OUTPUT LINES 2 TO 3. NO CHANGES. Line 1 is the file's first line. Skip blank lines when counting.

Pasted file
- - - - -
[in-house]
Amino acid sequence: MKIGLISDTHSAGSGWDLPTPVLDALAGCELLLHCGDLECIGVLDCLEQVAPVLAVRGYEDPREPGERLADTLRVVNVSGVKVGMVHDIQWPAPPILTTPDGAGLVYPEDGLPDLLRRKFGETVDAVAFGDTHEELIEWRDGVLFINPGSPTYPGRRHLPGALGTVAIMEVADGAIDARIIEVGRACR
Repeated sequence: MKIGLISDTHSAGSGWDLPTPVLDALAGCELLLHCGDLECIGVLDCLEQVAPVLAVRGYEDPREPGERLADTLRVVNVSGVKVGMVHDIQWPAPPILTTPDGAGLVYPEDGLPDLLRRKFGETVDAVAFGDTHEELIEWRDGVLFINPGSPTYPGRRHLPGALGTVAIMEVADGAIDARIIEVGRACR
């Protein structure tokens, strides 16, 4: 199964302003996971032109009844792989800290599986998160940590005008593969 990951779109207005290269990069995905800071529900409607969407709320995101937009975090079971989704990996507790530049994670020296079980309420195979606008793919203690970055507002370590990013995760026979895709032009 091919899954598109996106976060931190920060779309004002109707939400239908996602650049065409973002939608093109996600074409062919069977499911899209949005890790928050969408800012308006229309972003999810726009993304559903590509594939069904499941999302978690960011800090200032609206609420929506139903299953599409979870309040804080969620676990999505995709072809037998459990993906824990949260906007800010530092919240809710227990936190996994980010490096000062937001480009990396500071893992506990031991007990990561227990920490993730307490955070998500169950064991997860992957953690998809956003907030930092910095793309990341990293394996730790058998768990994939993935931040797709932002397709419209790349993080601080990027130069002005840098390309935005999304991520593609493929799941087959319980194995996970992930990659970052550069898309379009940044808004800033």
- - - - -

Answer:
Amino acid sequence: MKIGLISDTHSAGSGWDLPTPVLDALAGCELLLHCGDLECIGVLDCLEQVAPVLAVRGYEDPREPGERLADTLRVVNVSGVKVGMVHDIQWPAPPILTTPDGAGLVYPEDGLPDLLRRKFGETVDAVAFGDTHEELIEWRDGVLFINPGSPTYPGRRHLPGALGTVAIMEVADGAIDARIIEVGRACR
Repeated sequence: MKIGLISDTHSAGSGWDLPTPVLDALAGCELLLHCGDLECIGVLDCLEQVAPVLAVRGYEDPREPGERLADTLRVVNVSGVKVGMVHDIQWPAPPILTTPDGAGLVYPEDGLPDLLRRKFGETVDAVAFGDTHEELIEWRDGVLFINPGSPTYPGRRHLPGALGTVAIMEVADGAIDARIIEVGRACR